You may have heard the news that the independent bookstore is dead, that books are dead, that maybe even reading is dead—to which I say: Pull up a chair, friend. I have a story to tell.
The reason I was signing and wrapping books in my basement is that more orders were coming in than the store could handle, and the reason so many orders were coming in is that, a few days before, I had been a guest on The Colbert Report. After a healthy round of jousting about bookstores versus Amazon, Stephen Colbert held a copy of my novel in front of the cameras and exhorted America to buy it from Amazon—to which I, without a moment’s thought (because without a moment’s thought is how I fly these days), shouted, “No! No! Not Amazon. Order it off ParnassusBooks.net, and I’ll sign it for you.” And America took me up on my offer, confirming once and for all that the “Colbert bump” is real. That explains how I got stuck in the basement, but fails to answer the larger question of what a writer of literary fiction whose “new” book was already nine months old was doing on The Colbert Report in the first place. Hang on, because this is where things get weird: I was on the show not because I am a writer but because I am a famous independent bookseller.
Let’s go back to the beginning of the story.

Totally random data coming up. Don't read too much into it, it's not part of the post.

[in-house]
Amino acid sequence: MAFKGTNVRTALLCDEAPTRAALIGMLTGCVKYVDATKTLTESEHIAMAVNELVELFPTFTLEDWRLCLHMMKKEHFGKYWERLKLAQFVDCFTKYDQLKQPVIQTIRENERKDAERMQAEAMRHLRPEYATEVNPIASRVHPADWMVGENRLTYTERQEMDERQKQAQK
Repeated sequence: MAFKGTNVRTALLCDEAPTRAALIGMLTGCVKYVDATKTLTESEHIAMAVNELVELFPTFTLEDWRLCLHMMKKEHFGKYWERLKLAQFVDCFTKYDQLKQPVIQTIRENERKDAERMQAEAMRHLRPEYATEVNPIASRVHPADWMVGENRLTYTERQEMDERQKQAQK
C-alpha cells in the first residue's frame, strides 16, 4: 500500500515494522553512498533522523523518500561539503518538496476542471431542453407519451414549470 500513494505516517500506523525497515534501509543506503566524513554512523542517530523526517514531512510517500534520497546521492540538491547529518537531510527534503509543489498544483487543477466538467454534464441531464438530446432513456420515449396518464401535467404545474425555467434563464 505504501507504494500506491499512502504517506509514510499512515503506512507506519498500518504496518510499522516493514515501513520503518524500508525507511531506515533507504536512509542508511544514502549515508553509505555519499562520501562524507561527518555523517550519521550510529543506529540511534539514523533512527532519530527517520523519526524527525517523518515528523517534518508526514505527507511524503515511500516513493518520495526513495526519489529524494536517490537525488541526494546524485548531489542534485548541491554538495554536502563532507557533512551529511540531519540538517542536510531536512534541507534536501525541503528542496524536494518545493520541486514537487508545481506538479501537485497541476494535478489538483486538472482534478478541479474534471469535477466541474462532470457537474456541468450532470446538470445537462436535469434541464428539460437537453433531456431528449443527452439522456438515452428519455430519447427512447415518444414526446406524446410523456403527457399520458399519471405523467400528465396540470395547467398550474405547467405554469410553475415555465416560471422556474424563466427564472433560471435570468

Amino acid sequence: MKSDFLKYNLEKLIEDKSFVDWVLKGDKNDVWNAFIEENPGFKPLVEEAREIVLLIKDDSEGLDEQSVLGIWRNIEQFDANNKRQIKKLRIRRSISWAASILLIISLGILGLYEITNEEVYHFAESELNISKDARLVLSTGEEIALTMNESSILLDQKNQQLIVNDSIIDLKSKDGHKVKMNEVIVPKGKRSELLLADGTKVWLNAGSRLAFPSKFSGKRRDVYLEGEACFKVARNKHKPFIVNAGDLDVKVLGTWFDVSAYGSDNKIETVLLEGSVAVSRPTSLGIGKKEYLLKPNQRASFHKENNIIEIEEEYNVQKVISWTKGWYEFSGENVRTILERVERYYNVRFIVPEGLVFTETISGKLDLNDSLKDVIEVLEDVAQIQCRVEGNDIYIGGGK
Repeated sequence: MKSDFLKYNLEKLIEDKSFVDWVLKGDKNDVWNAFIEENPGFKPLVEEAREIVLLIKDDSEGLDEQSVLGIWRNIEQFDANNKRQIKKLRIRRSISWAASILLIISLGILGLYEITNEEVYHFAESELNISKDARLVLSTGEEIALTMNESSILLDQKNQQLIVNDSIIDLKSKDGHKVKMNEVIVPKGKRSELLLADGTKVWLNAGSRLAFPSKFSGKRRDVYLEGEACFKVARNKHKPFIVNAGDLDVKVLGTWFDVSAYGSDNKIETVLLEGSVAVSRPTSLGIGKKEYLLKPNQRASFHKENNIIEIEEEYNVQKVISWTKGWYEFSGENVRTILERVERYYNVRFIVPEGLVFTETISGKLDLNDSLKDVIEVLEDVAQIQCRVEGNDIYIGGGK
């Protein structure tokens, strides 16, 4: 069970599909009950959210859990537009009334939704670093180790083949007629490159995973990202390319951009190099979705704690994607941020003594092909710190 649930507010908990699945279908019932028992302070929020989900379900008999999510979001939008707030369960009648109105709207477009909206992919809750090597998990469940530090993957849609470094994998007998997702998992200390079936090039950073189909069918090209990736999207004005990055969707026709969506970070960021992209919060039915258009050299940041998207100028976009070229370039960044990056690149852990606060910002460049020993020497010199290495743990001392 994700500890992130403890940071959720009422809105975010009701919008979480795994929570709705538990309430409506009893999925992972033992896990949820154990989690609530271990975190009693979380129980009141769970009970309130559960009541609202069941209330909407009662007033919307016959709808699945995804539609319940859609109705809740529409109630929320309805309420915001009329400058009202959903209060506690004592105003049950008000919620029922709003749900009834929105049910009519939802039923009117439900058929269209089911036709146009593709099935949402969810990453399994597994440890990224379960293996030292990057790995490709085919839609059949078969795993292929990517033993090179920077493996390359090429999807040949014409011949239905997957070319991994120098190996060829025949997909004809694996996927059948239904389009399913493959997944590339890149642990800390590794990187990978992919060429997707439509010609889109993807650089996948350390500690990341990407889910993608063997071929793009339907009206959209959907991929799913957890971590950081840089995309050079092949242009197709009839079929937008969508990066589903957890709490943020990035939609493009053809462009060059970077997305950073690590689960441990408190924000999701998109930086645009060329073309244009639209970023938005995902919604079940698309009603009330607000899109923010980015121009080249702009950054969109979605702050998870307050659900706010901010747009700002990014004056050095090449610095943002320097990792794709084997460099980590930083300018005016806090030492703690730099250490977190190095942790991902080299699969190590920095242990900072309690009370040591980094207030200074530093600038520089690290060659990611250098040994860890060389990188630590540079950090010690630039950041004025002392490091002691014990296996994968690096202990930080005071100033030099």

Two years ago, the city of Nashville had two bookstores. One was Davis-Kidd, which had been our much-beloved locally owned and operated independent before selling out to the Ohio-based Joseph-Beth Booksellers chain 15 years earlier. Joseph-Beth moved Davis-Kidd into a mall, provided it with 30,000 square feet of retail space, and put wind chimes and coffee mugs and scented candles in front of the book displays. We continued to call it our “local independent,” even though we knew that wasn’t really true anymore. Nashville also had a Borders, which was about the same size as Davis-Kidd and sat on the edge of Vanderbilt’s campus. (In candor, I should say that Nashville has some truly wonderful used-book stores that range from iconic to overwhelming. But while they play an important role in the cultural fabric of the city, it is a separate role—or maybe that’s just the perspective of someone who writes books for a living.) We have a Barnes & Noble that is a 20-minute drive out of town without traffic, a Books-A-Million on the western edge of the city, near a Costco, and also a Target. Do those count? Not to me, no, they don’t, and they don’t count to any other book-buying Nashvillians with whom I am acquainted.
In December 2010, Davis-Kidd closed. It was profitable, declared the owners from Ohio, who were dismantling the chain, but not profitable enough. Then, in May 2011, our Borders store—also profitable—went the way of all Borders stores. Nashvillians woke up one morning and found that we no longer had a bookstore.
The rest of the story at: http://www.theatlantic.com/magazine/archive/2012/12/the-bookstore-strikes-back/309164/?single_page=true